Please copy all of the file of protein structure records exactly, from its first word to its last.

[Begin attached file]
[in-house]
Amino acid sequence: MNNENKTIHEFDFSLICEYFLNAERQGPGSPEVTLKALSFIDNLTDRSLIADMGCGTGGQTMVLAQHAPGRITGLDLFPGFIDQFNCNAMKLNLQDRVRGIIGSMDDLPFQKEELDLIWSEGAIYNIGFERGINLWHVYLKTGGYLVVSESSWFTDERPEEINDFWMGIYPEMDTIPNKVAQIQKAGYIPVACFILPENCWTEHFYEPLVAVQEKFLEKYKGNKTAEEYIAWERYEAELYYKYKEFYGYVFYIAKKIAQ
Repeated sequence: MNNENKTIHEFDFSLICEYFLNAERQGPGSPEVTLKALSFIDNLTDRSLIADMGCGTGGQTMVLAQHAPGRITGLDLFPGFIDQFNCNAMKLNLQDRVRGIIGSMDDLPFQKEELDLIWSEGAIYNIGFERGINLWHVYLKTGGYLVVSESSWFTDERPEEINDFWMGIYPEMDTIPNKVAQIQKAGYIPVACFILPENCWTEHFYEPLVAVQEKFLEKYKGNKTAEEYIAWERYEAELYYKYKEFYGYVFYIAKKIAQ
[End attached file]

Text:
[in-house]
Amino acid sequence: MNNENKTIHEFDFSLICEYFLNAERQGPGSPEVTLKALSFIDNLTDRSLIADMGCGTGGQTMVLAQHAPGRITGLDLFPGFIDQFNCNAMKLNLQDRVRGIIGSMDDLPFQKEELDLIWSEGAIYNIGFERGINLWHVYLKTGGYLVVSESSWFTDERPEEINDFWMGIYPEMDTIPNKVAQIQKAGYIPVACFILPENCWTEHFYEPLVAVQEKFLEKYKGNKTAEEYIAWERYEAELYYKYKEFYGYVFYIAKKIAQ
Repeated sequence: MNNENKTIHEFDFSLICEYFLNAERQGPGSPEVTLKALSFIDNLTDRSLIADMGCGTGGQTMVLAQHAPGRITGLDLFPGFIDQFNCNAMKLNLQDRVRGIIGSMDDLPFQKEELDLIWSEGAIYNIGFERGINLWHVYLKTGGYLVVSESSWFTDERPEEINDFWMGIYPEMDTIPNKVAQIQKAGYIPVACFILPENCWTEHFYEPLVAVQEKFLEKYKGNKTAEEYIAWERYEAELYYKYKEFYGYVFYIAKKIAQ